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Multiple Kinects on an Intel USB 3.0 controller are failing

    Question

  • I am experiencing a failure in receiving more than one color stream when two Kinects are connected through the same USB 3.0 host controller. This problem does not occur when not on the same USB 3.0 controller. Given it is a USB 3.0 host controller, I would expect it to have capacity for many Kinects given it should be able to emulate multiple independent USB 2 controllers.

    Repro:
    write the needed C code, run it ;-)
    Connect one Kinect to a USB 3.0 port (via the usb 3.0 host controller)
    Connect one Kinect to a USB 2.0 port (via a separate usb 2 host controller)
    No errors are received (e.g. no E_NUI_INSUFFICIENTBANDWIDTH)
    nuiinitialize with depth and color streams on both kinects
    open the streams
    get frames

    result:
    When 2 Kinects are connected to the same USB 3.0 host controller, only one color stream provides frames. The 2nd stream returns E_NUI_FRAME_NO_DATA

    expected:
    two color streams each returning color frames

    Note:
    If I remove one of the Kinects from that same USB 3.0 host controller and move it to the separate USB 2.0 host controller and run the exact same repro steps, then there are no problems and it works as expected.

    Below I list the diagnostics I have seen requested in other posts. If you need more, please ask me. :-)

    Intel i7-3720QM CPU @ 2.60GHz, 4 Cores, 8 Logical Processors; 16GB ram
    Intel HM77 Mobile Express Chipset
    Windows 7 Ultimate sp1 x64 with all current windows updates
    Kinect SDK v1.6

    It has both the Intel USB 3.0 extensible host controller providing 3 USB 3.0 ports
    PCI\VEN_8086&DEV_1E31&SUBSYS_51051558&REV_04\3&11583659&0&A0
    Driver is official Intel drivers version 1.0.7.248  (12/4/2012)

    Also has an Intel 7 Series/C216 Chipset Family USB Enhanced Host Controller proving 1 USB 2.0 port
    PCI\VEN_8086&DEV_1E26&SUBSYS_51051558&REV_04\3&11583659&0&E8
    Driver is official Intel drivers version 9.3.0.1011  (8/26/2011)

    Open Device Manager, (Right Click My Computer -> Properties -> Device Manager (on the left)
    View -> Device By Connection
    Record all devices attached to the USB controller for the Kinect Device.

    Fails with the following connection:
    Intel USB 3 Extensible Host Controller
    -Intel USB 3.0 Root Hub
    --USB 2.0 Hub
    ---Kinect for Windows Camera
    ---Kinect for Windows Device
    ---USB Composite Device
    ----Kinect for Windows Audio Array Control
    ----Kinect for Windows Security Control
    ----Kinect USB Audio
    -Intel USB 3.0 Root Hub
    --USB 2.0 Hub
    ---Kinect for Windows Camera
    ---Kinect for Windows Device
    ---USB Composite Device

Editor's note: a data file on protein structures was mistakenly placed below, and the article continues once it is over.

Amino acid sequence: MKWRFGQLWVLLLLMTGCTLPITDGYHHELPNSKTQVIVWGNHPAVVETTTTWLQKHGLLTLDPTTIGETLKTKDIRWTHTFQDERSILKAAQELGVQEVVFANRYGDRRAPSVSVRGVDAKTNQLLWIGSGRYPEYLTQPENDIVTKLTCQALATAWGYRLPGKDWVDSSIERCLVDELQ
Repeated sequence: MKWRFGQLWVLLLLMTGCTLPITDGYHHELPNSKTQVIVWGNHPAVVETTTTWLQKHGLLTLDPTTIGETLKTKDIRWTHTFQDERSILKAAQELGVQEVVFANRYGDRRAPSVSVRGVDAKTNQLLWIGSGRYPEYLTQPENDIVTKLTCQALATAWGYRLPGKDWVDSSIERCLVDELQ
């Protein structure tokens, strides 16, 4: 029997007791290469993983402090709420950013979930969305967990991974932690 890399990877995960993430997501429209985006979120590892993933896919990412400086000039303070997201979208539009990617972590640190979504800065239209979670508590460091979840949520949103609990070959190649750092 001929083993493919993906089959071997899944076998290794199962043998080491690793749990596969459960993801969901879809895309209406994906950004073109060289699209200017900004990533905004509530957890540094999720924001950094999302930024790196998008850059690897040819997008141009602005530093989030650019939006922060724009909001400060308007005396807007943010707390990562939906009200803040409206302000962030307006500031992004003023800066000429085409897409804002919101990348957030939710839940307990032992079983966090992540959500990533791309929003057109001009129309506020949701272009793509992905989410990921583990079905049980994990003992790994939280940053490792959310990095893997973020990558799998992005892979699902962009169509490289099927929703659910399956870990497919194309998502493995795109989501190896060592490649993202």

----Kinect for Windows Audio Array Control
    ----Kinect for Windows Security Control
    ----Kinect USB Audio

    Works:
    Intel 7 Series/C216 Chipset Family USB Enhanced Host Controller
    -USB Root Hub
    --Generic USB Hub
    ---Generic USB Hub
    ----Kinect for Windows Camera
    ----Kinect for Windows Device
    ----USB Composite Device
    -----Kinect for Windows Audio Array Control
    -----Kinect for Windows Security Control
    -----Kinect USB Audio
    Intel USB 3 Extensible Host Controller
    -Intel USB 3.0 Root Hub
    --USB 2.0 Hub
    ---Kinect for Windows Camera
    ---Kinect for Windows Device
    ---USB Composite Device
    ----Kinect for Windows Audio Array Control
    ----Kinect for Windows Security Control
    ----Kinect USB Audio

    --Dale

    Monday, January 21, 2013 10:51 PM

Answers

All replies

  • There are known issues with using Kinect with USB 3.0 on Windows 7. We recommend only using USB 2.0 host controllers.

    Anson

    Wednesday, January 23, 2013 2:48 AM
  • I heard your recommendation, however, that is challenging with computers made within the last 12 months. For example, my laptop has 3 USB 3.0 ports and only one USB 2.0 port. It is likely that advanced users like myself will not have old computers having only USB 2.0 ports.

    Intel has been good in releasing regular updates to their USB 3.0 drivers; 4 times in 2012 (March, May, Oct, Dec). Kinect team has also issued regular updates. I request that your team and Intel partner to address incompatibility issues with Kinect and the defacto USB 3.0 chipset.

    What is the possibility for this?


    --Dale

    Wednesday, January 23, 2013 11:25 AM
  • Anson, checking back in with you on his. Would the Kinect team take my request into consideration?

    --Dale

    Tuesday, February 19, 2013 8:11 PM
  • Again checking back in on this topic. Given that there are now millions of USB 3.0 based computers in use and you publish that you have support for Windows 7, I continue to request that you updated your drivers to support USB 3.0 controllers on Windows 7. Intel has been regular in their updates for USB 3.0 bugs. WOuld you please consider also updating your drivers to support USB 3.0?